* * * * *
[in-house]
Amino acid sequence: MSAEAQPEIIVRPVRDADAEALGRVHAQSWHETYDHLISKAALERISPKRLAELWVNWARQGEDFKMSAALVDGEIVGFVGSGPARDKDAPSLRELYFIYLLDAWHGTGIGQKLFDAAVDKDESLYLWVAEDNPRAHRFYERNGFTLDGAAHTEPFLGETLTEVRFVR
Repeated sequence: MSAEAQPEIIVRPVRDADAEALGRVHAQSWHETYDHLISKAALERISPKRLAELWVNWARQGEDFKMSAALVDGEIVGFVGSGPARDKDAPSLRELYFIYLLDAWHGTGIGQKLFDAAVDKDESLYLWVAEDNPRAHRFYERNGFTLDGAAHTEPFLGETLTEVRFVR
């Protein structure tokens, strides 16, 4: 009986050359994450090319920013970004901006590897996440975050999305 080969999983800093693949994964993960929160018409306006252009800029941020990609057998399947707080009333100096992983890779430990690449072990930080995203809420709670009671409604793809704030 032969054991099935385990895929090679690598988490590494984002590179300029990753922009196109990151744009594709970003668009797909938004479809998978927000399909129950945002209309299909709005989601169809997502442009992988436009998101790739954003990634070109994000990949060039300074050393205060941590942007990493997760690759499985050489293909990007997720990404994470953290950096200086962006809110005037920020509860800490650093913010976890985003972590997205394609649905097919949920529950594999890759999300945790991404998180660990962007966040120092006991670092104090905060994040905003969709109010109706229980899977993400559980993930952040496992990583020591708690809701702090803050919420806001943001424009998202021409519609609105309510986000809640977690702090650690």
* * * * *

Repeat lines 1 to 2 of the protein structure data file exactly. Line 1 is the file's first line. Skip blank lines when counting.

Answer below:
[in-house]
Amino acid sequence: MSAEAQPEIIVRPVRDADAEALGRVHAQSWHETYDHLISKAALERISPKRLAELWVNWARQGEDFKMSAALVDGEIVGFVGSGPARDKDAPSLRELYFIYLLDAWHGTGIGQKLFDAAVDKDESLYLWVAEDNPRAHRFYERNGFTLDGAAHTEPFLGETLTEVRFVR